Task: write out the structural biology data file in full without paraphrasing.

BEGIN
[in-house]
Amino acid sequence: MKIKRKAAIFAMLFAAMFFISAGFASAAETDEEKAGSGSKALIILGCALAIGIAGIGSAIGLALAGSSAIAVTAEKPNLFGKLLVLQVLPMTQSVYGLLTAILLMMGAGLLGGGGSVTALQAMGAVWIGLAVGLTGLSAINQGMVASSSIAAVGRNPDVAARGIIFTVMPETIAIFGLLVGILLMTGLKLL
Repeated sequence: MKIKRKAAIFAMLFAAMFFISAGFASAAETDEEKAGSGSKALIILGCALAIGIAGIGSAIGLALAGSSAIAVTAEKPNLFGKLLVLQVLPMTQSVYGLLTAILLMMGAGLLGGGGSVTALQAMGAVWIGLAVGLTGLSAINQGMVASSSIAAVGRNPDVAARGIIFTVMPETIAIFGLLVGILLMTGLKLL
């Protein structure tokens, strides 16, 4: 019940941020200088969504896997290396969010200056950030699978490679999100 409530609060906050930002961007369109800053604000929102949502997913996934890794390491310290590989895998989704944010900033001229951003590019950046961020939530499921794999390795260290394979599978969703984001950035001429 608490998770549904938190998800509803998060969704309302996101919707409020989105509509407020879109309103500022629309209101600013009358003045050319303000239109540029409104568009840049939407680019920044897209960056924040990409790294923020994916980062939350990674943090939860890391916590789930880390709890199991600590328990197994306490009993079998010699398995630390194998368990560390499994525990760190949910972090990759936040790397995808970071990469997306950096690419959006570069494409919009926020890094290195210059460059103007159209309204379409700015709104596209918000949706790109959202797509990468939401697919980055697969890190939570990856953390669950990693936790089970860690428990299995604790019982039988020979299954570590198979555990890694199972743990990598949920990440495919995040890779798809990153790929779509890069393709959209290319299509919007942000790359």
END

[in-house]
Amino acid sequence: MKIKRKAAIFAMLFAAMFFISAGFASAAETDEEKAGSGSKALIILGCALAIGIAGIGSAIGLALAGSSAIAVTAEKPNLFGKLLVLQVLPMTQSVYGLLTAILLMMGAGLLGGGGSVTALQAMGAVWIGLAVGLTGLSAINQGMVASSSIAAVGRNPDVAARGIIFTVMPETIAIFGLLVGILLMTGLKLL
Repeated sequence: MKIKRKAAIFAMLFAAMFFISAGFASAAETDEEKAGSGSKALIILGCALAIGIAGIGSAIGLALAGSSAIAVTAEKPNLFGKLLVLQVLPMTQSVYGLLTAILLMMGAGLLGGGGSVTALQAMGAVWIGLAVGLTGLSAINQGMVASSSIAAVGRNPDVAARGIIFTVMPETIAIFGLLVGILLMTGLKLL
């Protein structure tokens, strides 16, 4: 019940941020200088969504896997290396969010200056950030699978490679999100 409530609060906050930002961007369109800053604000929102949502997913996934890794390491310290590989895998989704944010900033001229951003590019950046961020939530499921794999390795260290394979599978969703984001950035001429 608490998770549904938190998800509803998060969704309302996101919707409020989105509509407020879109309103500022629309209101600013009358003045050319303000239109540029409104568009840049939407680019920044897209960056924040990409790294923020994916980062939350990674943090939860890391916590789930880390709890199991600590328990197994306490009993079998010699398995630390194998368990560390499994525990760190949910972090990759936040790397995808970071990469997306950096690419959006570069494409919009926020890094290195210059460059103007159209309204379409700015709104596209918000949706790109959202797509990468939401697919980055697969890190939570990856953390669950990693936790089970860690428990299995604790019982039988020979299954570590198979555990890694199972743990990598949920990440495919995040890779798809990153790929779509890069393709959209290319299509919007942000790359």